Many re-entrant corners are seen on residential slabs, and they don’t always line up on opposite sides of the slab. To avoid an interior footing, corners can be joined by angled or even curved joints and should be intersected by at least one contraction joint. This isn’t always doable, though. Each panel bordered by joints must have a long side to the short side aspect ratio of less than or equal to 1.5, according to ACI. This criterion takes precedence over the intersecting joint criterion, and it frequently necessitates the use of extra joints. The outcome will be joints that are closely spaced in some residential slabs.

Re-entrant corners may need to be left without a joint in specific instances. At some corners, a crack may form, but it will be short and shallow.

The Layout of Contraction Joints in Post-Tensioned Concrete

Maximum moments in residential post-tensioned slabs are typically within 10 feet of the slab edge. Only minor moments, shears, and differential deflections exist in the slab’s center part, known as the dormant zone. As a result, contraction joints placed more than 10 feet from the edge and almost perpendicular to it will not affect structural capacity.

The engineer-of-record must specify the configuration of the contraction joints.

Contraction Joints Come in a Variety of Shapes and Sizes

Contraction joints, also known as control joints, are inserted in new concrete with grooving tools or mechanical inserts, or after the concrete has been set via saw cutting.

The joints that are put in new concrete are the most functional. Before any shrinkage occurs, they form a weaker plane, which can be caused by chemical reactions during setting, moisture loss in the initial hours and days following placement, and a drop in concrete temperature from the time of concrete hardening.

The next best joint is early-entry sawcuts, which can be put within hours of being placed.

Diamond blade saw cuts, whether wet or dry, are the least ideal since they are put after the concrete has grown sufficient strength to resist raveling. To provide sufficient strength, concrete is sometimes left to cure overnight, which can be too lengthy before joints are installed. Thermal contraction and, secondarily, drying shrinkage may have caused cracks to form.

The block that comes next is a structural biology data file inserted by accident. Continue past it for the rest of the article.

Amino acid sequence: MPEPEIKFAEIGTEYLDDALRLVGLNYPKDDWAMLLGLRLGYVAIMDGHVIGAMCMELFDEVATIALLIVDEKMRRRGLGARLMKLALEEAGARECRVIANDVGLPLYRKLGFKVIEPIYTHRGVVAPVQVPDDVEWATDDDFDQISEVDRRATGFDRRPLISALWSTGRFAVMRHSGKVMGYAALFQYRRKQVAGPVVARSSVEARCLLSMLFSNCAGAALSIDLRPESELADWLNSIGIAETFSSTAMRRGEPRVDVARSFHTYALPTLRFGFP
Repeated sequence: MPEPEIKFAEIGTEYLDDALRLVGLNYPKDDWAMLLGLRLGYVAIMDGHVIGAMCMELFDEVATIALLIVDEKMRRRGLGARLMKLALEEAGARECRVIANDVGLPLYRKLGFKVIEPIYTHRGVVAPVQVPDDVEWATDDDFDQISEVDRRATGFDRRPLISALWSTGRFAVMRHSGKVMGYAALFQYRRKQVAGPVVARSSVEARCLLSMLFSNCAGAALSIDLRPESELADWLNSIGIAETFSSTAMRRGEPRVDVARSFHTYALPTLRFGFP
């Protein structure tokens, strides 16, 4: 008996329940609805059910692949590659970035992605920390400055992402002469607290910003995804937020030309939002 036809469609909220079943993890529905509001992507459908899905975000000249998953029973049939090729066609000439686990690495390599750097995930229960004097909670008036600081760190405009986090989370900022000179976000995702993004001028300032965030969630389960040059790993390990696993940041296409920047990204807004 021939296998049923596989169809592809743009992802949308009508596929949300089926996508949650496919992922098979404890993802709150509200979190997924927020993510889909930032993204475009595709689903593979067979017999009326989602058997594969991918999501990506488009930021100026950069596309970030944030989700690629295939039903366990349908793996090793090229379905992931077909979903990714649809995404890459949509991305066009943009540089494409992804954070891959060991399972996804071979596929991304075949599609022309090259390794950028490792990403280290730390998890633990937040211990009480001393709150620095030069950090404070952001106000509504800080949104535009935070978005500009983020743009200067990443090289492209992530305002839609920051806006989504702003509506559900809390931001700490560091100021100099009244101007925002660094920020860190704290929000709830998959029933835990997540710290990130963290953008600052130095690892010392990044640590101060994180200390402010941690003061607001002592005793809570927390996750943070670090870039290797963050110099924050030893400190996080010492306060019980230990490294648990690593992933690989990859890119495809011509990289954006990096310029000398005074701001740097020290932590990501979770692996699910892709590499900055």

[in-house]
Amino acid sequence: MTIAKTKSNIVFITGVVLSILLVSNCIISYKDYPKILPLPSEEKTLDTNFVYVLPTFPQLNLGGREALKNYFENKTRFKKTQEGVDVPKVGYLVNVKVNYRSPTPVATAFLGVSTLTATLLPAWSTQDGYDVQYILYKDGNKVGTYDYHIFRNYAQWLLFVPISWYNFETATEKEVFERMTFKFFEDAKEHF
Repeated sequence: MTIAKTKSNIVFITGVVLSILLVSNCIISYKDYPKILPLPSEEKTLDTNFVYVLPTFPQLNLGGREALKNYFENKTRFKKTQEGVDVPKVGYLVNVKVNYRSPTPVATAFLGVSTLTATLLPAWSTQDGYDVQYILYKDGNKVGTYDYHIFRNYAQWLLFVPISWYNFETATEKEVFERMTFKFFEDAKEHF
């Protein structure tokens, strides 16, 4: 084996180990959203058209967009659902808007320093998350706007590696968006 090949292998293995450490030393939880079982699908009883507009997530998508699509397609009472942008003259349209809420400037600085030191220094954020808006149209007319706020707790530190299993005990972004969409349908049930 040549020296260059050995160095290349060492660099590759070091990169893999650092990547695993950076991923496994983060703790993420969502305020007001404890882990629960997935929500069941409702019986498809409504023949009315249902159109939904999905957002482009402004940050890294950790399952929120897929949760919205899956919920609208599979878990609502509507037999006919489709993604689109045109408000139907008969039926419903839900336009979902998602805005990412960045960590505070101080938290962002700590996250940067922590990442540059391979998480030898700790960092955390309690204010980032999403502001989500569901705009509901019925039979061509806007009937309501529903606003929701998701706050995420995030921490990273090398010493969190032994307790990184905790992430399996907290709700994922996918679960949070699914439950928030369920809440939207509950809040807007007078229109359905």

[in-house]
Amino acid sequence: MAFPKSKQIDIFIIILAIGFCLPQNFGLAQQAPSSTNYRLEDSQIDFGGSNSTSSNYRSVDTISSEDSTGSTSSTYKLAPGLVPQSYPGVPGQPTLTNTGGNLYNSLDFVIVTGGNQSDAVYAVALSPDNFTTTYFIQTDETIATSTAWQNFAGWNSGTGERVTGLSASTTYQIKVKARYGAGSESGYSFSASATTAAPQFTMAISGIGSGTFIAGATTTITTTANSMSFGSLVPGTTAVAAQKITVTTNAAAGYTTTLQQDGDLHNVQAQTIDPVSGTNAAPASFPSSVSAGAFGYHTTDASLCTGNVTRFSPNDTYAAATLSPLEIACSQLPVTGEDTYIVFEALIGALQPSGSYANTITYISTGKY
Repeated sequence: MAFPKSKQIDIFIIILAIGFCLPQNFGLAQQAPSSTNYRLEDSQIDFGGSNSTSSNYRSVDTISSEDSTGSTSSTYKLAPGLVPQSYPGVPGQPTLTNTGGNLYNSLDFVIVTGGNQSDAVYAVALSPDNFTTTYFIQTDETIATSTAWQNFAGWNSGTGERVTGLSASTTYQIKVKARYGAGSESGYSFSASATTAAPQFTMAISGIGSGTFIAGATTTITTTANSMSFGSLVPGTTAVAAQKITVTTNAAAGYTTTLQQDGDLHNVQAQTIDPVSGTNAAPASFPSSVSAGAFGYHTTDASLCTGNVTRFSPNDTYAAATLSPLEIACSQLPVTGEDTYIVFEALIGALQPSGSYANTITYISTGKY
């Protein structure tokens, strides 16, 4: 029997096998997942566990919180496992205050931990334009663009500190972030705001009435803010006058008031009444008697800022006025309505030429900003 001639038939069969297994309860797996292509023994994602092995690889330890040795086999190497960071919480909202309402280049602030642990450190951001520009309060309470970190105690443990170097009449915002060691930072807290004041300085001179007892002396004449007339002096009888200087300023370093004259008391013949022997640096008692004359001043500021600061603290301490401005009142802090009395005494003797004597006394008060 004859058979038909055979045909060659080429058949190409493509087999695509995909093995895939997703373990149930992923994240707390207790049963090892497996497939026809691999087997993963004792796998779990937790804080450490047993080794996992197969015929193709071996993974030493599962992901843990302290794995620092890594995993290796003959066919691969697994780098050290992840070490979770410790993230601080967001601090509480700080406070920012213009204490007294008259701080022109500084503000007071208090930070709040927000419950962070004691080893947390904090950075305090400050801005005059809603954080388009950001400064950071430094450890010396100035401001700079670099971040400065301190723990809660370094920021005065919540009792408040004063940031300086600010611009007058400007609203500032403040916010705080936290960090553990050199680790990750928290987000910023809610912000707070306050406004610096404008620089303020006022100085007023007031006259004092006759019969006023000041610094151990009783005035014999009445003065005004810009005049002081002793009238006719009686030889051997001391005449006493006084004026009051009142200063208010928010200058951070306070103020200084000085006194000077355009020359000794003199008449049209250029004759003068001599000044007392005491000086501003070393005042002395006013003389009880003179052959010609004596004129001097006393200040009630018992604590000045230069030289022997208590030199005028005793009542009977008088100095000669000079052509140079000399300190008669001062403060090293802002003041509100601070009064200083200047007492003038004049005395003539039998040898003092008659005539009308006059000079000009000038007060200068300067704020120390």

For sidewalks, driveways, and garage slabs, grooving is the most common installation method. On small (residential) slabs, mechanical inserts such as zip strips can be used. For bigger slabs, early-entry saw cuts are preferred because the distance between slabs can be too great for grooving or mechanical insert joints.

A new mechanical-insert method was recently introduced, which produces a joint that isn’t as neat as early-entry saw cutting but is just as effective and costs about 75% less. A tool is physically moved forward across the slab to insert a folded strip of plastic tape into fresh concrete. When the concrete is extremely workable and vertical embedment and joint depth can be regulated, the process takes place before or after bull floating. Finishing procedures are not affected because the tape is put just below the surface. After thermal contraction and drying shrinkage, the final joint look is a rather straight crack.

Depth of the Contraction Joint in Concrete Slabs

One-fourth the slab thickness or a minimum of 1 inch, whichever is greater, is a standard requirement. Conventional wet or dry diamond blade saws must meet the one-fourth depth criteria. The depth criteria of 1 inch for slabs up to 9 inches thick is permissible when early-entry saws are employed, according to ACI 360 and 332. Because tooled and mechanical-insert joints are likewise early-entry contraction joints, this requirement also applies to them.

Responsible for Installing Contraction Joint

Random cracks are frequently blamed on concrete contractors. When the building designs contain a necessity for contraction joints, this will change. If the blueprints do not specify contraction joints, the residential concrete contractor or the builder should follow ACI 332’s instructions and install them or notify the engineer that they are needed.